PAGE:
El Diente Mt Wilson Traverse was the first of the four Colorado 14er Grand Traverses that I did. The route was a long, fun one with some interesting moves and exposure, not for those starting out.
Know Before You Go
Location: San Juan
Trail: Kilpacker up to El Diente’s South Slopes and down Mt. Wilson’s Southwest Slopes.
Distance: 13.25 miles RT
Elevation Gain: 4,800 feet
Summit Elevations: El Diente – 14,159 feet; Mt. Wilson – 14,246 feet
Difficulty: Extreme, a fall from this route would end in serious injury or death. High potential for rockfall. We heard a large one that lasted almost a minute while on the traverse along with two others. Rock is very loose on the entire route. Test EVERY hold before weighting it, even the big stuff. I tested a couple large pieces that looked very in the mountain to find out that they weren’t.
Season: Summer, but having snowfields on Mt. Wilson’s southwest slopes was fantastic. Go early enough in the summer that the gullies still maintain some snow to help stabilize rock (and bring proper gear for it) but go late enough that the rock on the ridge routes is dry. It can be done without the snowfields, but it definitely made the descent easier (and more fun!).
Weather: Go on a day that has a 0% chance of afternoon rain. It is a long route and once on it, you don’t really have any bail points. You do not want to be on this exposed route with lightning and rain.
Trip Date: 07/01/2020
Getting to the El Diente Mt Wilson Traverse
There are a few ways to do this route, I went to the Kilpacker trailhead, but you can do other routes up the peaks. Read the route descriptions on 14ers.com before deciding which one you want to do. I had already done Wilson Peak, right next to Mt. Wilson. Many choose to backpack in from the Navajo Basin trailhead, or the Rock of Ages Trailhead. There is also the Woods Lake Trailhead which is less commonly used.
The nearest town is Telluride, which is still at least an hour from any of the trailheads. There was camping at Kilpacker, though we opted for sleeping in our cars. Rock of Ages has some camping sites along the road before, but there is no camping at the trailhead. It was pretty packed with tents so when I used this trailhead for Wilson Peak, I just slept in the car also. For Rock of Ages you’ll need a 4WD but Kilpacker was find with 2WD.
Climbing the El Diente Mt Wilson Traverse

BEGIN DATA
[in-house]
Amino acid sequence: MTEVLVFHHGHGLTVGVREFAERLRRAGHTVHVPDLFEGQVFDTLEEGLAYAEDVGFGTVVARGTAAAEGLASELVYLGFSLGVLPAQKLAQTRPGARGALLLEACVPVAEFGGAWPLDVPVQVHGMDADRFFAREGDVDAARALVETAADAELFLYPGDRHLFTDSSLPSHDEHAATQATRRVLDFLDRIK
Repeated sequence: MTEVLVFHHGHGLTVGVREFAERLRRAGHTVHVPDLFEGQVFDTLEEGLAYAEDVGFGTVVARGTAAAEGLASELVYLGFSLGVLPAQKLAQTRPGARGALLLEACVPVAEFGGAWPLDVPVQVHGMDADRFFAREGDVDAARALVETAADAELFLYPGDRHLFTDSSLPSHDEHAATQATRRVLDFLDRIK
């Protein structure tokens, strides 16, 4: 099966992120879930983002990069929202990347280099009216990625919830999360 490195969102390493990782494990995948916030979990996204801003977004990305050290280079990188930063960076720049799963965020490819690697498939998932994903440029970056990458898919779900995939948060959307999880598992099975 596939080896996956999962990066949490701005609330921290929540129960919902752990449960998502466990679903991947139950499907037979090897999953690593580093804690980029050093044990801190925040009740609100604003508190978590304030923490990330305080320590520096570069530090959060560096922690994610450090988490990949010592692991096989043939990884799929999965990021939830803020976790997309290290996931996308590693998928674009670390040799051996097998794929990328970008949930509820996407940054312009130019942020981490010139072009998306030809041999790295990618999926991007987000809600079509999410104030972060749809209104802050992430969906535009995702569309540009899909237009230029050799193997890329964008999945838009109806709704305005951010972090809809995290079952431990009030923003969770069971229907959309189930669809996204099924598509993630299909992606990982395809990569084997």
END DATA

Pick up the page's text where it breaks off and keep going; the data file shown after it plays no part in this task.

Ascending El Diente
We started the ascent for these peaks early, 2:50am in the morning to be precise. This ended up being a good time to go. We got to the base of El Diente right before it started getting light out, so we didn’t have to wait long before we were able to see the route. There were a couple snowfield crossings that we opted for microspikes and ice axes. A couple people before had said they didn’t need them, but the consequences of falling on the some of the snowfield would be pretty bad.
We got to the base and started heading up, paying attention to the route description on 14ers.com. There are a few different gullies going up. We followed the route description for the South Slopes so took the correct gully, but it did seem like the one on the left also went, as two guys who were coming up behind us chose to take that route.
The route meandered up around some loose rocks, before we popped over on the northern side of El Diente. We came across a guy who tried to go straight up the ridge line. I don’t know what this goes at, but there looked to be some 5th class moves in it. He said he was sketched out and lost until he saw us on the route, so pay attention to the cairns here and the route description. It is pretty obvious as long as you pay attention and are familiar with route finding.
There were a couple more snowfields here we decided to use gear on again. While definitely possible without it, a fall on this would be disastrous. We continued the short scramble up before reaching the summit at 7:20am getting great views of the El Diente Mt. Wilson Traverse.
Climbing the El Diente Mt. Wilson Traverse
We ate a quick breakfast at the top of El Diente before heading back down the way we came for a couple minutes. We crossed the couple snowfields that we came up on. Once we rejoined the trail the traverse, the fun started!
I already knew I was going to come back and redo this route. Unfortunately, I was feeling sort of sick on the route, so I did not enjoy it as much as I normally would.
We followed the route description and cairns for most of it. There was a section where Jamie decided to go high on a more exposed catwalk. It looked fun but since I was feeling like I might pass out on the mountain, I opted for the lower portion to keep it at class 2 and 3. Slightly disappointing but also probably smarter. Though I’m sure some people reading this would say the smarter option would have been to not do the traverse but what can I say. I wasn’t feeling that bad.